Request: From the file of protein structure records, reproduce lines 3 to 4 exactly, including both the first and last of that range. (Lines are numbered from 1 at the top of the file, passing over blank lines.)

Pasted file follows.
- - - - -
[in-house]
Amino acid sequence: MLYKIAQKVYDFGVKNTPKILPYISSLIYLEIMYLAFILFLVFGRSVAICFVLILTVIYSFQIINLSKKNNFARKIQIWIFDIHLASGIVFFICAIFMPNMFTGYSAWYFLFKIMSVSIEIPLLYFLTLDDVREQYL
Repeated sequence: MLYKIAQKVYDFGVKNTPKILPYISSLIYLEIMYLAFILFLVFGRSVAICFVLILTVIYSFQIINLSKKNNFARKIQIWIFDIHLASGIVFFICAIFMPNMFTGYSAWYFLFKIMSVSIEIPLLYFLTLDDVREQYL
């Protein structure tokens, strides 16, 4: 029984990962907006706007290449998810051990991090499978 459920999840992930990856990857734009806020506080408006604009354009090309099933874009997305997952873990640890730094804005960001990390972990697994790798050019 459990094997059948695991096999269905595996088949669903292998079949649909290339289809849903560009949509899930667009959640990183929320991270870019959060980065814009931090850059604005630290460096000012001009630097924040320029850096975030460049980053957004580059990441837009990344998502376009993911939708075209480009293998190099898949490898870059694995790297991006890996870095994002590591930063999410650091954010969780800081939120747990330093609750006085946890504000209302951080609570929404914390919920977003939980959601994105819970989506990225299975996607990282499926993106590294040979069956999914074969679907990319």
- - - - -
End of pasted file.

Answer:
Repeated sequence: MLYKIAQKVYDFGVKNTPKILPYISSLIYLEIMYLAFILFLVFGRSVAICFVLILTVIYSFQIINLSKKNNFARKIQIWIFDIHLASGIVFFICAIFMPNMFTGYSAWYFLFKIMSVSIEIPLLYFLTLDDVREQYL
């Protein structure tokens, strides 16, 4: 029984990962907006706007290449998810051990991090499978 459920999840992930990856990857734009806020506080408006604009354009090309099933874009997305997952873990640890730094804005960001990390972990697994790798050019 459990094997059948695991096999269905595996088949669903292998079949649909290339289809849903560009949509899930667009959640990183929320991270870019959060980065814009931090850059604005630290460096000012001009630097924040320029850096975030460049980053957004580059990441837009990344998502376009993911939708075209480009293998190099898949490898870059694995790297991006890996870095994002590591930063999410650091954010969780800081939120747990330093609750006085946890504000209302951080609570929404914390919920977003939980959601994105819970989506990225299975996607990282499926993106590294040979069956999914074969679907990319």